Ketanji Brown Jackson to face more questions on third day of Supreme Court confirmation hearings
Judge Ketanji Brown Jackson faces another day of questions from members of the Senate Judiciary Committee Wednesday, as hearings continue over her historic nomination to be the first Black woman on the Supreme Court. Senators asked the judge about a wide range of topics Tuesday, including about her judicial philosophy, her faith, her work as a former federal public defender and sentences she handed down as a District Court judge in Washington. Notably, she fought back against Republican criticism that she is soft on crime while parrying thorny questions about how she would rule in the culture war battles that frequently appear on the docket of the nation’s highest court, from abortion to LGBTQ rights. Many of the same themes are likely to emerge again Wednesday as the same 22 members of the committee get a second round of questions. The hearing will begin at 9 a.m. ET.
Tornado strikes New Orleans: 1 reported dead outside city
A tornado that hit parts of New Orleans and surrounding areas Tuesday night has resulted in at least one death and prompted search and rescue teams to deploy to the area. Parts of St. Bernard Parish, which borders New Orleans, appeared to take the brunt of the weather’s fury, and that is where the fatality occurred. St. Bernard Parish officials gave no details on how the person died; they said multiple other people were injured. New Orleans Mayor LaToya Cantrell tweeted late Tuesday that there were no reports of casualties or significant damage to the city and the power utility was working to restore electricity to the 8,000 customers impacted. The tornado was spawned by a storm system that previously caused at least one death and widespread damage in Texas and Oklahoma Monday. The risk of thunderstorms will shift east Wednesday, bringing the potential for tornadoes from northern Florida to eastern Virginia, AccuWeather said. Weakened storms could reach the Atlanta area by early Wednesday morning.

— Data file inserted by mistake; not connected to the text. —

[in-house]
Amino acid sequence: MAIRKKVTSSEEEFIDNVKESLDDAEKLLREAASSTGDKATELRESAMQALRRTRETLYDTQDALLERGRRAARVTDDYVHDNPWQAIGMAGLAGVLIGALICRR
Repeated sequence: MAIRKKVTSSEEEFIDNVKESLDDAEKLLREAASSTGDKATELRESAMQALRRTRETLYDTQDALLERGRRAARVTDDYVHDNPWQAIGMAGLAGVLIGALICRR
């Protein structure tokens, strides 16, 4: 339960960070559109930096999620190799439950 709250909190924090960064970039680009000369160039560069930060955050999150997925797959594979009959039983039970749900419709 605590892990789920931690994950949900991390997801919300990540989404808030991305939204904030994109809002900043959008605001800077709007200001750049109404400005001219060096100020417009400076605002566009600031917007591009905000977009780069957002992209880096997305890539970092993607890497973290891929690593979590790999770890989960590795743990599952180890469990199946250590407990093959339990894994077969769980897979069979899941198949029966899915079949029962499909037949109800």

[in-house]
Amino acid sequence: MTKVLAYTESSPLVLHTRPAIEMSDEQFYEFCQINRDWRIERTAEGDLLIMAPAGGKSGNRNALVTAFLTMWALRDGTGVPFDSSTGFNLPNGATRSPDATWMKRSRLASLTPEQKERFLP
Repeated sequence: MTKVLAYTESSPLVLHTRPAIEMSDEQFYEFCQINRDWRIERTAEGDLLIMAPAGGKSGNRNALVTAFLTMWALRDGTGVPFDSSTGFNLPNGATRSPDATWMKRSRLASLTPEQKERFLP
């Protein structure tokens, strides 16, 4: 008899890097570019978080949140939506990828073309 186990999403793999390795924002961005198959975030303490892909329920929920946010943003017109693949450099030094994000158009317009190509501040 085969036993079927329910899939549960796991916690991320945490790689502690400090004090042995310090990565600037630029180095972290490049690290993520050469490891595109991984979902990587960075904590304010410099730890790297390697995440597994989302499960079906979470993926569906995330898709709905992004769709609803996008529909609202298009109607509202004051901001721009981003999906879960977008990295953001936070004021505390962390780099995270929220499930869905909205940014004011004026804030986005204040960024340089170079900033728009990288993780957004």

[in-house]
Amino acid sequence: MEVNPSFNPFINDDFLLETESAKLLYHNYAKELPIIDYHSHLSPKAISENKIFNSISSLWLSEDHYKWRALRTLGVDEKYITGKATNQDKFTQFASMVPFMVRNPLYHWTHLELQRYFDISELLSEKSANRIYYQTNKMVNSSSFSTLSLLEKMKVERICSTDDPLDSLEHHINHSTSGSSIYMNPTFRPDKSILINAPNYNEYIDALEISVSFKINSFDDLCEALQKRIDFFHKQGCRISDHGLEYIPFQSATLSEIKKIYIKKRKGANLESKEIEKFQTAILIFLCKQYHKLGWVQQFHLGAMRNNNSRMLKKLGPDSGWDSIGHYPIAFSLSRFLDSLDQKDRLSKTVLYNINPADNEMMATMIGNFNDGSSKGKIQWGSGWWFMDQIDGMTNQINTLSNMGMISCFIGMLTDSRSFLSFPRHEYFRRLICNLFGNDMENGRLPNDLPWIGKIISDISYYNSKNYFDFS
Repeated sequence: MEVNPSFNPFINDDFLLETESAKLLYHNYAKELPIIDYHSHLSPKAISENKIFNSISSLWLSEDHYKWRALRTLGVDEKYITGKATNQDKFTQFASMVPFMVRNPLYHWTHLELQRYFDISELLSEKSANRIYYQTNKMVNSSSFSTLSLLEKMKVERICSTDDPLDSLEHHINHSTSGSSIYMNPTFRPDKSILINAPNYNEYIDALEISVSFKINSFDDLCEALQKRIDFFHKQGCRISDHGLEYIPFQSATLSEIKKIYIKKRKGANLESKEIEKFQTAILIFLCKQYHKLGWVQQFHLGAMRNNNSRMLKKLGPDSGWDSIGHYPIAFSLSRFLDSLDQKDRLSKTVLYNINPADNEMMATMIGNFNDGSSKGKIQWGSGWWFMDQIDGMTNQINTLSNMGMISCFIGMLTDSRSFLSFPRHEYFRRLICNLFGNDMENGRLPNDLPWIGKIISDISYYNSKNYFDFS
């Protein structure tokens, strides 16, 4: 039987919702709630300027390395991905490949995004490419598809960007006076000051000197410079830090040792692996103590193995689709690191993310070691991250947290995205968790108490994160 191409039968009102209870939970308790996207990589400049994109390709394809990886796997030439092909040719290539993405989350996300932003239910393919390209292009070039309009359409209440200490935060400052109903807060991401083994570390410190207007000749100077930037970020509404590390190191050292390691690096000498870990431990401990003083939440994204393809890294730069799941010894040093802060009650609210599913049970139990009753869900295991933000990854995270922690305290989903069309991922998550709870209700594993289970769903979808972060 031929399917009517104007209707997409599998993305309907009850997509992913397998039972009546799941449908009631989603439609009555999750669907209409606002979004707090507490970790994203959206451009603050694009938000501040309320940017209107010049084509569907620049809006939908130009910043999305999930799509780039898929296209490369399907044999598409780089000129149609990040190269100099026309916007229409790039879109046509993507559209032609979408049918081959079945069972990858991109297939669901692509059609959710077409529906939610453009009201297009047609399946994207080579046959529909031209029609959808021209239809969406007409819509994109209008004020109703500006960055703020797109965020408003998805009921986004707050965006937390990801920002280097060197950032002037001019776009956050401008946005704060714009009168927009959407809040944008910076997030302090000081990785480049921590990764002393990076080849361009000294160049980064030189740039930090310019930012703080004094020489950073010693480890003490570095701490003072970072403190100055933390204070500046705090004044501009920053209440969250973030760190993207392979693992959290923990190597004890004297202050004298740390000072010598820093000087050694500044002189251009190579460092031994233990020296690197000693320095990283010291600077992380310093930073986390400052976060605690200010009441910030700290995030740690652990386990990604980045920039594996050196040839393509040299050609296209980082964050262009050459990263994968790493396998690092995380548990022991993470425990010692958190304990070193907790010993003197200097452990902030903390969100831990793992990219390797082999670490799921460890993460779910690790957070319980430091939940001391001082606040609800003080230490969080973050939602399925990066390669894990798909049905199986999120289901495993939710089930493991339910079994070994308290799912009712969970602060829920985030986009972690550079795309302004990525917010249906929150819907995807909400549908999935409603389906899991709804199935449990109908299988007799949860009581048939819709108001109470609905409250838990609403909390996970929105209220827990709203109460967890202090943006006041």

Biden embarks on European trip as Ukraine crisis continues on
President Joe Biden embarks Wednesday on a four-day trip and huddle with key allies in Brussels and Warsaw, Poland, that will test his ability to navigate Europe’s worst crisis since World War II. There are fears that Russia could use chemical or nuclear weapons as its invasion becomes bogged down in the face of logistical problems and fierce Ukrainian resistance. Jake Sullivan, Biden’s national security adviser, said the president would coordinate with allies on military assistance for Ukraine and new sanctions on Russia. Biden’s first stop is Brussels, where he’ll attend back-to-back-to-back meetings Thursday. NATO is holding a hastily arranged emergency summit, where Biden is expected to reiterate his support for Article 5 of the alliance’s charter, which commits all members to collective defense if any are attacked. Biden will also participate in meetings of the European Union and the G7, which includes the world’s richest democracies.
Schools primed for ‘militant teacher strikes’ over post-COVID pay, benefits and respect
In California, Sacramento’s teachers’ union announced plans late Tuesday to strike Wednesday for higher pay and more staffing. Sacramento City Unified schools want to reach an agreement before that, but buildings will close if the strike proceeds, the district said last week. They’re not alone. Teachers unions across the country are actively on strike or preparing to have members walk off the job over many of the same demands. One out of three teachers say they’ve been verbally harassed or threatened by a student; almost as many report harassment or threats by a parent or a student, according to a American Psychological Association survey. Unions are demanding pay hikes for teachers and for lower-wage school workers, where turnover and shortages have sharply increased. They also want more support services for students, many of whom are struggling academically or socially after two years of disrupted learning.
No. 1 women’s player Barty shocks the tennis world with her retirement
Australian tennis star Ashleigh Barty, the top-ranked women’s player in the world, has announced her retirement from the sport at just 25 years old. Barty, a three-time Grand Slam champion, made the announcement in an Instagram post that went up Wednesday in Australia with a six-minute accompanying video. Saying it was time to “chase other dreams,” Barty said she no longer feels compelled to do what she knows is required to be the best she can be at tennis. She added that the decision to step away had been building in recent years. What helped solidify her decision to retire, she said, was her victory in her home country at this year’s Australian Open. She became the first Australian to win the event in 44 years. Barty won her first major at the French Open in 2019, before adding a Wimbledon title in 2021. She spent 121 weeks atop the WTA rankings, including the last 114 weeks. Overall, she captured 15 singles titles in her career.
Contributing: The Associated Press